Following the widespread occurrence of birth defects from the use of thalidomide to treat nausea during pregnancy in the 1960s and 1970s, the Food and Drug Administration became particularly vigilant about the use of therapeutic agents during pregnancy and in women of childbearing potential. The FDA developed a list that categorizes an agent according to the known risks to a fetus. The drug thalidomide falls into Category X: agents that have demonstrated clear risk of fetal abnormalities and whose risks outweigh (...)
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  22.  13
    iPLEDGE Allegiance to the Pill: Evaluation of Year 1 of a Birth Defect Prevention and Monitoring System.Toby L. Schonfeld, N. Jean Amoura & Christopher J. Kratochvil - 2009 - Journal of Law, Medicine and Ethics 37 (1):104-117.
    The United States Food and Drug Administration , in collaboration with pharmaceutical manufacturers, have recently implemented a heavily revised risk-management program for patients on isotretinoin , a drug with known and pronounced teratogenic effects. This revised risk management plan places significant burdens on both providers and patients in the hopes of achieving its goal of reducing fetal exposure to isotretinoin. The main focus of this paper is to discuss the burdens of various aspects of the program in relationship to potential (...)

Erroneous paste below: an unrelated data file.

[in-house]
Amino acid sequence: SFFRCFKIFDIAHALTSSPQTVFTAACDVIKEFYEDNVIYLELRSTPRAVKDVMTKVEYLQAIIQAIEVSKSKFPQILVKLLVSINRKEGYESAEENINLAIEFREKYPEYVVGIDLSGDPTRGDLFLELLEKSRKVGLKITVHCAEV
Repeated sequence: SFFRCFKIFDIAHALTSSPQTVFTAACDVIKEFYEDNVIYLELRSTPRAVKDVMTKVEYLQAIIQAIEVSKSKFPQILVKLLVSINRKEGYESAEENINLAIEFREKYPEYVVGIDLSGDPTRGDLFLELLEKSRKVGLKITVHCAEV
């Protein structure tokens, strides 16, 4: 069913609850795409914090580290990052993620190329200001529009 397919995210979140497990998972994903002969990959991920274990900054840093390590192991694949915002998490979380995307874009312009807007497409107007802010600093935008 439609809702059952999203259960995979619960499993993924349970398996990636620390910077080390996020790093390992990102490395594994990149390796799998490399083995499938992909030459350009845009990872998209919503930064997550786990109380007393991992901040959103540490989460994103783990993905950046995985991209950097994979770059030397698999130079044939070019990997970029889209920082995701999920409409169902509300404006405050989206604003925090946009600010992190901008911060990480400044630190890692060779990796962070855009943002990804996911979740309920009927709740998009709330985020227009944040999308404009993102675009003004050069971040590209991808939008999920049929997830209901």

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  23.  68
    Resuscitating a bad patient.Toby L. Schonfeld, Debra J. Romberger, D. Micah Hester & Sarah Elizabeth Shannon - 2007 - Hastings Center Report 37 (1):14-16.
  24.  33
    Communicating BRCA research results to patients enrolled in international clinical trials: lessons learnt from the AGO-OVAR 16 study.David J. Pulford, Philipp Harter, Anne Floquet, Catherine Barrett, Dong Hoon Suh, Michael Friedlander, José Angel Arranz, Kosei Hasegawa, Hiroomi Tada, Peter Vuylsteke, Mansoor R. Mirza, Nicoletta Donadello, Giovanni Scambia, Toby Johnson, Charles Cox, John K. Chan, Martin Imhof, Thomas J. Herzog, Paula Calvert, Pauline Wimberger, Dominique Berton-Rigaud, Myong Cheol Lim, Gabriele Elser, Chun-Fang Xu & Andreas du Bois - 2016 - BMC Medical Ethics 17 (1):63.